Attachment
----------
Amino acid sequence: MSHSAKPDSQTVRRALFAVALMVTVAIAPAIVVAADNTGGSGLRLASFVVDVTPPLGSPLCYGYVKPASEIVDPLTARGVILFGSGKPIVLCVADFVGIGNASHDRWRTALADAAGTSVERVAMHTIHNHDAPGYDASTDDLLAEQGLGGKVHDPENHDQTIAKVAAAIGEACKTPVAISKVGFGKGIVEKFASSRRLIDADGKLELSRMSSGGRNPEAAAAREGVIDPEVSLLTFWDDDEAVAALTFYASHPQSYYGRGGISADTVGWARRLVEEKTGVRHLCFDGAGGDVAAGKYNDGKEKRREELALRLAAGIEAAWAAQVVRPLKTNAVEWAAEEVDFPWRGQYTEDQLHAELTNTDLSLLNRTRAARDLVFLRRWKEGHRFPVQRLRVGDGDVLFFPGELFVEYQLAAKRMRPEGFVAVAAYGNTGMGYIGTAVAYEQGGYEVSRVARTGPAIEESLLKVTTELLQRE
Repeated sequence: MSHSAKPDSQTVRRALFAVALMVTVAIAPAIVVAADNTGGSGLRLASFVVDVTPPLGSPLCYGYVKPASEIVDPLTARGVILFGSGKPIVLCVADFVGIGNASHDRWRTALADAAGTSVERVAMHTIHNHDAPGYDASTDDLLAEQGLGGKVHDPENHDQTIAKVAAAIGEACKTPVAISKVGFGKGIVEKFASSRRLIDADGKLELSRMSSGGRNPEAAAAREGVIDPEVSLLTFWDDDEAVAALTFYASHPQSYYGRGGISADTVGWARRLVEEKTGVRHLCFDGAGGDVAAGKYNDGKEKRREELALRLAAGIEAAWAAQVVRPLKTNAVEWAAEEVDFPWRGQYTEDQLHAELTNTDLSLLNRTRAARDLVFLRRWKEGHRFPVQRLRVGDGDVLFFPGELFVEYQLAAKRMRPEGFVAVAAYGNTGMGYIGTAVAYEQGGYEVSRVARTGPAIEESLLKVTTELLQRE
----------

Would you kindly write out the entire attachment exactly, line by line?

Amino acid sequence: MSHSAKPDSQTVRRALFAVALMVTVAIAPAIVVAADNTGGSGLRLASFVVDVTPPLGSPLCYGYVKPASEIVDPLTARGVILFGSGKPIVLCVADFVGIGNASHDRWRTALADAAGTSVERVAMHTIHNHDAPGYDASTDDLLAEQGLGGKVHDPENHDQTIAKVAAAIGEACKTPVAISKVGFGKGIVEKFASSRRLIDADGKLELSRMSSGGRNPEAAAAREGVIDPEVSLLTFWDDDEAVAALTFYASHPQSYYGRGGISADTVGWARRLVEEKTGVRHLCFDGAGGDVAAGKYNDGKEKRREELALRLAAGIEAAWAAQVVRPLKTNAVEWAAEEVDFPWRGQYTEDQLHAELTNTDLSLLNRTRAARDLVFLRRWKEGHRFPVQRLRVGDGDVLFFPGELFVEYQLAAKRMRPEGFVAVAAYGNTGMGYIGTAVAYEQGGYEVSRVARTGPAIEESLLKVTTELLQRE
Repeated sequence: MSHSAKPDSQTVRRALFAVALMVTVAIAPAIVVAADNTGGSGLRLASFVVDVTPPLGSPLCYGYVKPASEIVDPLTARGVILFGSGKPIVLCVADFVGIGNASHDRWRTALADAAGTSVERVAMHTIHNHDAPGYDASTDDLLAEQGLGGKVHDPENHDQTIAKVAAAIGEACKTPVAISKVGFGKGIVEKFASSRRLIDADGKLELSRMSSGGRNPEAAAAREGVIDPEVSLLTFWDDDEAVAALTFYASHPQSYYGRGGISADTVGWARRLVEEKTGVRHLCFDGAGGDVAAGKYNDGKEKRREELALRLAAGIEAAWAAQVVRPLKTNAVEWAAEEVDFPWRGQYTEDQLHAELTNTDLSLLNRTRAARDLVFLRRWKEGHRFPVQRLRVGDGDVLFFPGELFVEYQLAAKRMRPEGFVAVAAYGNTGMGYIGTAVAYEQGGYEVSRVARTGPAIEESLLKVTTELLQRE